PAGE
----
After the rumors, announcements, and radio silence—the date for ARRI’s new camera is set. Here’s what we know so far.
UPDATE: It's here!
In the last few years, camera releases seem to have taken cues from the video game industry. Every year, there’s been a new release with better specs and more resolution. But ARRI has always done things at its own pace.
It’s been three years since we’ve seen a new camera from the German manufacturer, with the last release being the ARRI Mini LF.
Now, after a long wait, the new ARRI Super 35 digital cinema camera is on the horizon, set to be officially announced on Tuesday, May 31, 2022, at 6 p.m. (CEST).
Long Live Super 35
Full-frame cameras have been all the rage lately, with RED, ARRI, Canon, and Sony all releasing some amazing gear.
But the Super 35 frame size has been a staple of the motion picture industry for decades, and it’s not going away anytime soon. The RED Komodo, with its Super 35 sensor, has been making waves since its release, and Canon just announced the Canon EOS R7 and Canon EOS R10 with an APS-C sensor, a throwback to the original Canon EOS 7D.
Why is the frame size so important? Initially, the frame size was developed to make better use of the space on celluloid film. But over time, it has been ingrained into the fabric of movies. It provides a larger frame size than Super 16 film but allows filmmakers to get more frames out of 135 film stock. Cine lenses for the Super 35 frame are also cheaper than their larger cousins, which saves you money. On set, that means more time to get the shot you want.
In the digital age, the Super 35 sensor provides the same flexibility. It’s large enough to provide a flexible and appealing image but doesn’t require the hefty processing power that larger sensors demand.
And ARRI wants to remain in that space to give creatives the option to stay in the Super 35 frame.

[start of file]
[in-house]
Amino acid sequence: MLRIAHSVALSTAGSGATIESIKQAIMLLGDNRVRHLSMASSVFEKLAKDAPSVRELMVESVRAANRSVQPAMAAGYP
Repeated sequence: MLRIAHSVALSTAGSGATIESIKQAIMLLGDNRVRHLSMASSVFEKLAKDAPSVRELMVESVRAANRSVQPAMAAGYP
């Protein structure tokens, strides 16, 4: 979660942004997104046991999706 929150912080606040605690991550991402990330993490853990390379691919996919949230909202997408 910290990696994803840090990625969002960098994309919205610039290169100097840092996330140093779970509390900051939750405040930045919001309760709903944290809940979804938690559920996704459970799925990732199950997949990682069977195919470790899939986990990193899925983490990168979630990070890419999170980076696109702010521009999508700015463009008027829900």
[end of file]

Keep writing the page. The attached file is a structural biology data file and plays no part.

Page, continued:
The New ARRI Super 35 Camera
Officially, the new camera will be revealed during the ARRI keynote on Tuesday, May 31, 2022. But we’ve scoured the net to find all we can to give you a sneak peek of what’s coming. Since this isn’t official info, take it with a grain of salt for now.
The craziest bit of info that we’ve heard is that the new Super 35 camera will have a new sensor with 17 stops of dynamic range. It seems after using the same sensor tech for over a decade, ARRI is finally bringing some new innovations to the market.
While that doesn’t seem super high with Sony VENICE topping out at 15 stops and the RED Komodo giving us 16-plus stops, these figures are always a bit optimistic when compared to measurements in a lab. However, ARRI cameras have always tested nearly perfect to their advertised numbers. If the Germans say 17 stops, you’re most likely going to get 17 stops.
This seems to also include a 1.5-stop improvement in the shadows as well, giving creatives betters low-light performances.
The new sensor will measure 28mm by 19.20mm when shot in 4.6K 3:2 Open Gate and will crop down all the way to Super 16 in 2K. There will also be anamorphic options with 1.25, 1.3, 1.33, 1.5, 1.65, 1.8, 1.85, and 2x squeeze factors. This is a welcome addition as new and affordable anamorphic options are hitting the market.
The new camera will have a new image processing pipeline and will shoot in ARRI RAW and ProRes. Unfortunately, there don’t seem to be any compressed RAW options. ProRes will have 422 HQ, 4444, and 4444 XQ flavors.
ARRI is also releasing a new color space called ARRI Wide Gamut AWG4 and a new LOG curve dubbed.
The Official Announcement
It’s been a long wait for new technologies from ARRI, and we’re finally going to get them next week. This new camera isn’t just an evolution of the old sensor but seems to be new tech built upon the experience with the previous releases.
If you want the info straight from the source, sign up for the keynote here.
We’ll be back when we have official details, so stay tuned for this monumental release. Until then, we’ll be holding our breath.
Generally speaking Super 35 is the better choice especially on smaller productions. That being said it can't have compressed RAW as that would violate REDs patents. Also I'm sure this won't cost 6 grand like REDs S35 offerings. It's not the kind of camera where compression or cheap anamorphic lens are going to really apply.
May 24, 2022 at 6:44PM
Totally agree that S35 is better for smaller productions. And that this will not cost $6K like a Komodo (really double it for accessories but that's the same for any camera). The Arri color science is pretty impressive though, and lots of producers will be wanting this cam.
May 25, 2022 at 8:01AM, Edited May 25, 8:01AM